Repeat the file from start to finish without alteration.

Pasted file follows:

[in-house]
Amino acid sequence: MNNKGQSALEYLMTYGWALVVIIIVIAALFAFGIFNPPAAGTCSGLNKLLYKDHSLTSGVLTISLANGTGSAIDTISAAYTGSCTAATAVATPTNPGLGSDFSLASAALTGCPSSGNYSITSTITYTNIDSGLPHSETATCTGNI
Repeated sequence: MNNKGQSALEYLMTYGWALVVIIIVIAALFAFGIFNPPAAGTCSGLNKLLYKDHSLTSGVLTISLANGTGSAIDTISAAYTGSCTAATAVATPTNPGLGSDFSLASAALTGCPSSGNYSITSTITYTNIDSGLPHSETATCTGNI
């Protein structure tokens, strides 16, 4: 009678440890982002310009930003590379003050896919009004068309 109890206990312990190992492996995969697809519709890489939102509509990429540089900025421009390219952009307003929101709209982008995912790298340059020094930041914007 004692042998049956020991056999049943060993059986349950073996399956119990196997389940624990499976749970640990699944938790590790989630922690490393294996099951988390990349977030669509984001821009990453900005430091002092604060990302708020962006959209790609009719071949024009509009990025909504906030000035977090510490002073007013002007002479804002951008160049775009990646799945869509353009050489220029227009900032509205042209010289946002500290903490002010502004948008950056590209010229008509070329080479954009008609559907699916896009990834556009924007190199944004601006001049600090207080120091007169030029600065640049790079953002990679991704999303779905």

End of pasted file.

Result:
[in-house]
Amino acid sequence: MNNKGQSALEYLMTYGWALVVIIIVIAALFAFGIFNPPAAGTCSGLNKLLYKDHSLTSGVLTISLANGTGSAIDTISAAYTGSCTAATAVATPTNPGLGSDFSLASAALTGCPSSGNYSITSTITYTNIDSGLPHSETATCTGNI
Repeated sequence: MNNKGQSALEYLMTYGWALVVIIIVIAALFAFGIFNPPAAGTCSGLNKLLYKDHSLTSGVLTISLANGTGSAIDTISAAYTGSCTAATAVATPTNPGLGSDFSLASAALTGCPSSGNYSITSTITYTNIDSGLPHSETATCTGNI
């Protein structure tokens, strides 16, 4: 009678440890982002310009930003590379003050896919009004068309 109890206990312990190992492996995969697809519709890489939102509509990429540089900025421009390219952009307003929101709209982008995912790298340059020094930041914007 004692042998049956020991056999049943060993059986349950073996399956119990196997389940624990499976749970640990699944938790590790989630922690490393294996099951988390990349977030669509984001821009990453900005430091002092604060990302708020962006959209790609009719071949024009509009990025909504906030000035977090510490002073007013002007002479804002951008160049775009990646799945869509353009050489220029227009900032509205042209010289946002500290903490002010502004948008950056590209010229008509070329080479954009008609559907699916896009990834556009924007190199944004601006001049600090207080120091007169030029600065640049790079953002990679991704999303779905």